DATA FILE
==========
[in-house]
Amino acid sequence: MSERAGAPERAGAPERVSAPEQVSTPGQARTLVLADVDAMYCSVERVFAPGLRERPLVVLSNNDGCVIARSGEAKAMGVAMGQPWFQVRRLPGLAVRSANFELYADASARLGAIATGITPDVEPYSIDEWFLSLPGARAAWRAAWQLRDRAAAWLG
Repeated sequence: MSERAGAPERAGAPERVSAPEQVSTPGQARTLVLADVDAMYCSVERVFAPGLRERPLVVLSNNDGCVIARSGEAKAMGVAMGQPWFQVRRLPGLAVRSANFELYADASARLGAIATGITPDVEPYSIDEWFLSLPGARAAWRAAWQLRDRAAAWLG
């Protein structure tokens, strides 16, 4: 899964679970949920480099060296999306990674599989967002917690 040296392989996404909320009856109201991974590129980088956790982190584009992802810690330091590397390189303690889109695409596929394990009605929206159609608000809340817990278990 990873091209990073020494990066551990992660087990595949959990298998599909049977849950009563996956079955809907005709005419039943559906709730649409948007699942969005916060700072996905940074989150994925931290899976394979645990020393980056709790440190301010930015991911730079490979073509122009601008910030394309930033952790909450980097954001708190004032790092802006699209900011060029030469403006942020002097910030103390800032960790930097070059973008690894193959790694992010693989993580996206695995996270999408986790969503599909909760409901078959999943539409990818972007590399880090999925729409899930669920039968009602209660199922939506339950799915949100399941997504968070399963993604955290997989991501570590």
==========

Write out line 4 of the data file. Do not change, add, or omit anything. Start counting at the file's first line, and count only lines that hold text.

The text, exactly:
């Protein structure tokens, strides 16, 4: 899964679970949920480099060296999306990674599989967002917690 040296392989996404909320009856109201991974590129980088956790982190584009992802810690330091590397390189303690889109695409596929394990009605929206159609608000809340817990278990 990873091209990073020494990066551990992660087990595949959990298998599909049977849950009563996956079955809907005709005419039943559906709730649409948007699942969005916060700072996905940074989150994925931290899976394979645990020393980056709790440190301010930015991911730079490979073509122009601008910030394309930033952790909450980097954001708190004032790092802006699209900011060029030469403006942020002097910030103390800032960790930097070059973008690894193959790694992010693989993580996206695995996270999408986790969503599909909760409901078959999943539409990818972007590399880090999925729409899930669920039968009602209660199922939506339950799915949100399941997504968070399963993604955290997989991501570590």